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For years, Kinder Egg fans have been held at the border for hours threatened with fines between $300 (268 euros) and $2,500 for confiscated contraband candy. That'll soon all change, as Arlene Chang reports.
Those held at the US border have even been sent lengthy letters seeking their consent abandoning rights over the confiscated, contraband candy. All because the candy holds in its belly a capsule containing a toy - which the US Food and Drug Administration considers "a choking hazard."
But this stands to change early next year.
In news that will bring much cheer to fans of the iconic Kinder Egg, its manufacturer Ferrero International has announced that the eggs will be legally available in the United States beginning January 2018, CNN reported.
The Kinder Eggs slated to be sold legally in the US next year, will not be the Kinder Surprise, but instead the FDA compliant, Kinder Joy. This version of Kinder which was first manufactured in 2001 consists of two plastic egg-shaped halves - one will hold Kinder's trademark creamy milk chocolate with crunchy wafer balls and the second half will hold a toy. The original Kinder Egg, also called Kinder Surprise or Kinder Sorpresa, has a toy ensconced in its hollow egg-shaped chocolate.
For loyal fans of Kinder, these toys are collectibles, much like toys that come with a MacDonald's Happy Meal.
The Kinder brand's parent company, Ferrero Group, is the fourth-largest chocolate confectionary maker in the world and holds 9.5 percent of the $98 million global chocolate market, according to Euromoniter, a market research provider.
The company announced a revenue of $11.5 billion (about 10.5 billion euros) in 2016. However, their global success has not been replicated in the US. Despite being in the US market since 1969, Ferrero only makes up 2.3 percent of America's chocolate confectionary market.
With the launch of Kinder Joy in the US market next year and its acquisition of Chicago-based confectionery Fannie May, the company will hope its bottom line is given a hard push.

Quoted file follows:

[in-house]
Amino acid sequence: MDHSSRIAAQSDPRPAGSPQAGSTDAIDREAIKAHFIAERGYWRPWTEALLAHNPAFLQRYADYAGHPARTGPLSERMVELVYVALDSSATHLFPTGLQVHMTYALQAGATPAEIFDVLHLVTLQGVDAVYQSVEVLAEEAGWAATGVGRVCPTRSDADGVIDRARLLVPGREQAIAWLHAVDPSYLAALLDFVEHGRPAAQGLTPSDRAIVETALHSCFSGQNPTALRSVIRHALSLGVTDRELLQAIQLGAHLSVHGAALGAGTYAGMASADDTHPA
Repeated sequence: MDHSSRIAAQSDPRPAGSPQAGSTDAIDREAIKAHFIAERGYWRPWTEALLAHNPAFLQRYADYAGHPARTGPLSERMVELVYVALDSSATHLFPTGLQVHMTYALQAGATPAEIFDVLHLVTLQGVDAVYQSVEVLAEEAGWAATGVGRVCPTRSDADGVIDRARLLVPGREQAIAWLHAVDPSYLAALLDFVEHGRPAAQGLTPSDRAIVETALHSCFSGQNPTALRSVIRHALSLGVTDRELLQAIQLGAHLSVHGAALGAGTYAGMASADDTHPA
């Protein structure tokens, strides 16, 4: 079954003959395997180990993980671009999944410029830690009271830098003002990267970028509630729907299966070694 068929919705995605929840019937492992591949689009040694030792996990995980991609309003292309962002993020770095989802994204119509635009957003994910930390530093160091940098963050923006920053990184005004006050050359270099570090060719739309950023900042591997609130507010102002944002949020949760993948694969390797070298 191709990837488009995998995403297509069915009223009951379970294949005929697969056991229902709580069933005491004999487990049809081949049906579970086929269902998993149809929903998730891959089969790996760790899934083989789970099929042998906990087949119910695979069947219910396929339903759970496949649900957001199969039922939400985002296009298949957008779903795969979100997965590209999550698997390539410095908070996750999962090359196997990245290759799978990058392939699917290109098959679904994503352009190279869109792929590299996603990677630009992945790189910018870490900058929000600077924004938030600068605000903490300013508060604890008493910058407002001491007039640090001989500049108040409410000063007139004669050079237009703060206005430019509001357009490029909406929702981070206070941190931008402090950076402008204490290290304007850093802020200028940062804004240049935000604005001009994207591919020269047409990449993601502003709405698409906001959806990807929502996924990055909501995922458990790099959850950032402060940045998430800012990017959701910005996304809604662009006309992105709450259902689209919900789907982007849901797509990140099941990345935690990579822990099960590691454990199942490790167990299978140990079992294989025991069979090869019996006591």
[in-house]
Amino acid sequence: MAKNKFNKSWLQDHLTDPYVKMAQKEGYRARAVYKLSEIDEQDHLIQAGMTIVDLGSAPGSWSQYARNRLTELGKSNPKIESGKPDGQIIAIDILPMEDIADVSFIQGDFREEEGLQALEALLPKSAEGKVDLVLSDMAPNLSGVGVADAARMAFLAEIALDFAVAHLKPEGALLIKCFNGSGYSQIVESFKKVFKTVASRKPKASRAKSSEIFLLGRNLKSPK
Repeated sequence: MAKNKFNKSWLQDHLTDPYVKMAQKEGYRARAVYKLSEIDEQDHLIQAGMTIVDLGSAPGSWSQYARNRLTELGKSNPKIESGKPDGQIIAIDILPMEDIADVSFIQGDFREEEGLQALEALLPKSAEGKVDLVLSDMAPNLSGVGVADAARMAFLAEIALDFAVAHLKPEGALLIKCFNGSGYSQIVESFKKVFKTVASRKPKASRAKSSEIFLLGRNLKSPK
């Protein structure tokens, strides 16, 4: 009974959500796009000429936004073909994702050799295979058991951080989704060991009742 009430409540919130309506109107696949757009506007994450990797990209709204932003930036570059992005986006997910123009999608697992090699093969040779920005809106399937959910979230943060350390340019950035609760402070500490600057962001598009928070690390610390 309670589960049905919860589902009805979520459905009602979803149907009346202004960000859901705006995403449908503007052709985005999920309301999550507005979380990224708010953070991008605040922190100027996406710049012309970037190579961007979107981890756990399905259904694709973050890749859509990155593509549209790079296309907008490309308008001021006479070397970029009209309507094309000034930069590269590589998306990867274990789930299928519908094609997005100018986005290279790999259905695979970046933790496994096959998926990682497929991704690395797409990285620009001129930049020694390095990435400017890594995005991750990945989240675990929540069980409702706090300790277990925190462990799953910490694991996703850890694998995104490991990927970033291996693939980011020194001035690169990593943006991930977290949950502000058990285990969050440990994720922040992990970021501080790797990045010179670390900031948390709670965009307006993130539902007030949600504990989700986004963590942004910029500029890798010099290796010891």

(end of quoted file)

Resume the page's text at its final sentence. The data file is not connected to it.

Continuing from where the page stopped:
According to Euromonitor, the US chocolate confectionary market which was worth $18,818.4 million in 2016 is dominated by The Hershey Co. which makes up for 31.6 percent.
Ferrero, which was founded in 1946, manufactures other popular chocolate treats, which include Nutella chocolate spread, Ferrero Rocher and Tic Tac mints.
An egg that is also a toy?
Food as toys
Kinder was among the early movers in pushing the "food as toys" marketing story, personifying this idea as early as 1974 when it first launched Kinder Sorpresa (the Italian word for "surprise"). During Easter, it was tradition in Italy to give children chocolate eggs with a toy inside and Ferrero drew from it to manufacture its first Kinder Egg.
The only other company to use this strategy before Kinder was Cracker Jack, an American caramel-coated popcorn and peanut snack, which became wildly popular after it started including small prizes inside each snack box in 1912. The "prize" could be animal figurines, tin whistles, handheld puzzles, rings, booklets, stickers, porcelain dolls in boxes, temporary tattoos, decoder rings and even baseball cards.
In the years that followed, many companies in the United States, including McDonalds (with its Happy Meal), Burger King and even Wendy's jumped onto this marketing narrative.
The popularity of Kinder Eggs also saw the emergence of a copycat brand Choco Treasure (manufactured by New Jersey-based Candy Treasure).
Fans will be fans
While Kinder Eggs are widely available and have been enjoyed by America's neighbors, Canada and Mexico, for decades, the United States had disallowed it under the 1938 Federal Food, Drug and Cosmetic Act. The Act banned confectioneries which had "any non-nutritive object" embedded in them.
However, this hasn't stopped its fans from trying to smuggle them into the US.
In 2011, US Customs and Border Protection authorities confiscated 60,000 Kinder Eggs, more than double the number from the previous year.
The ban on Kinder Eggs has also prompted fan memes, a White House petition to "Free The Egg" and been used in a campaign for gun safety. These efforts by fans will not be for nothing come January 2018.